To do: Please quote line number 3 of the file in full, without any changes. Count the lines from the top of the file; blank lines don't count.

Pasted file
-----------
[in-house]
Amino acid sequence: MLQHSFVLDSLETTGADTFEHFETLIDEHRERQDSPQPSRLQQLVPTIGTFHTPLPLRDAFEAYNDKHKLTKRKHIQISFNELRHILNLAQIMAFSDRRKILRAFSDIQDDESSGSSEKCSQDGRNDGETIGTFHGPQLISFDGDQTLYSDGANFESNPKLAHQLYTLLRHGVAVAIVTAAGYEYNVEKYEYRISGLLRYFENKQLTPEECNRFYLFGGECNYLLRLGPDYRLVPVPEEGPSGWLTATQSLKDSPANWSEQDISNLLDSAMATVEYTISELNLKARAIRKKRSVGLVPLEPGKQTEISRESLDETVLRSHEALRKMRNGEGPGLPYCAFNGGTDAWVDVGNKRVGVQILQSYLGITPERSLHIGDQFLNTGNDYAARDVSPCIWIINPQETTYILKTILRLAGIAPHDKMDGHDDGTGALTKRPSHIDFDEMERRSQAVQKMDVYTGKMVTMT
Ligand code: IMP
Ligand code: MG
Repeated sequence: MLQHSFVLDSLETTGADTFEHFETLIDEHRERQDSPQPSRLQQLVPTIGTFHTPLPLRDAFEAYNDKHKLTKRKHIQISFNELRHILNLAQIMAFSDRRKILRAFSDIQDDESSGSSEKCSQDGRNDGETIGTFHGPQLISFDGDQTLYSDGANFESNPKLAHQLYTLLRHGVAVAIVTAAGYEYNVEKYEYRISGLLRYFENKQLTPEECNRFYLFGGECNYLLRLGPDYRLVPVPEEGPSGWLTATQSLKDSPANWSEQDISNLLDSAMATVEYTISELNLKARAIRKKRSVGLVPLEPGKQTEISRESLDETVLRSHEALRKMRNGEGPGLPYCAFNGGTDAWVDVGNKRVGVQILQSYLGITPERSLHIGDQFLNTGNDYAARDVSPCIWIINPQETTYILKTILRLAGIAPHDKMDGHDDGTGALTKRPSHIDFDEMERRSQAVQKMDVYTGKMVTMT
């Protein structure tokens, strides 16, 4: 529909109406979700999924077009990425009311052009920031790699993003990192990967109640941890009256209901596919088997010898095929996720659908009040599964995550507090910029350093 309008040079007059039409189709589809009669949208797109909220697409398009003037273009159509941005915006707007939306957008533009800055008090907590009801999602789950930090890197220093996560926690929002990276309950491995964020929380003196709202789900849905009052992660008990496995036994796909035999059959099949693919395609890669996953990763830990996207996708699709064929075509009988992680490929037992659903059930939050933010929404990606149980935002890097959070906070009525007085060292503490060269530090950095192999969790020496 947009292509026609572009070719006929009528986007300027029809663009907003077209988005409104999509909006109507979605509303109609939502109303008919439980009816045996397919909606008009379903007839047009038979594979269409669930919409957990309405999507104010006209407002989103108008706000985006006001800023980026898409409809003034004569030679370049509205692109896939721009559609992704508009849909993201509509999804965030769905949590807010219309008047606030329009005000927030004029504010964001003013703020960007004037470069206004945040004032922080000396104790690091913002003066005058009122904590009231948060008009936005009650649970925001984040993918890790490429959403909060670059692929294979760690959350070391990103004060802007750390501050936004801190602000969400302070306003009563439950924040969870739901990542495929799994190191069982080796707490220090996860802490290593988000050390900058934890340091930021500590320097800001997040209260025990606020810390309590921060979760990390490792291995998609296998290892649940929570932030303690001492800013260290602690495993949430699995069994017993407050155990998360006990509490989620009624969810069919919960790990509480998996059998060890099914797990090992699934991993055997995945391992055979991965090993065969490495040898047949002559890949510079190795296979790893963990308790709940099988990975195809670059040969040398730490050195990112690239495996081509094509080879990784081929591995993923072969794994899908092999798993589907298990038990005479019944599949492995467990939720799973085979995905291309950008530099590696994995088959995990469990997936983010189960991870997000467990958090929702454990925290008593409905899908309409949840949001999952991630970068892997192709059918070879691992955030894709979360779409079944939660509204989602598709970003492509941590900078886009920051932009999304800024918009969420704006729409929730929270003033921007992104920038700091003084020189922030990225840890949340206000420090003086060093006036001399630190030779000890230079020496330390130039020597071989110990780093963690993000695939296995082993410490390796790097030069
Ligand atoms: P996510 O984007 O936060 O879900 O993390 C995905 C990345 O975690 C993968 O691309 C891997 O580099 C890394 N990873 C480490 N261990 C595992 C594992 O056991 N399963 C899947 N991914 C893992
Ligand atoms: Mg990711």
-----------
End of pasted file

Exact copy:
Ligand code: IMP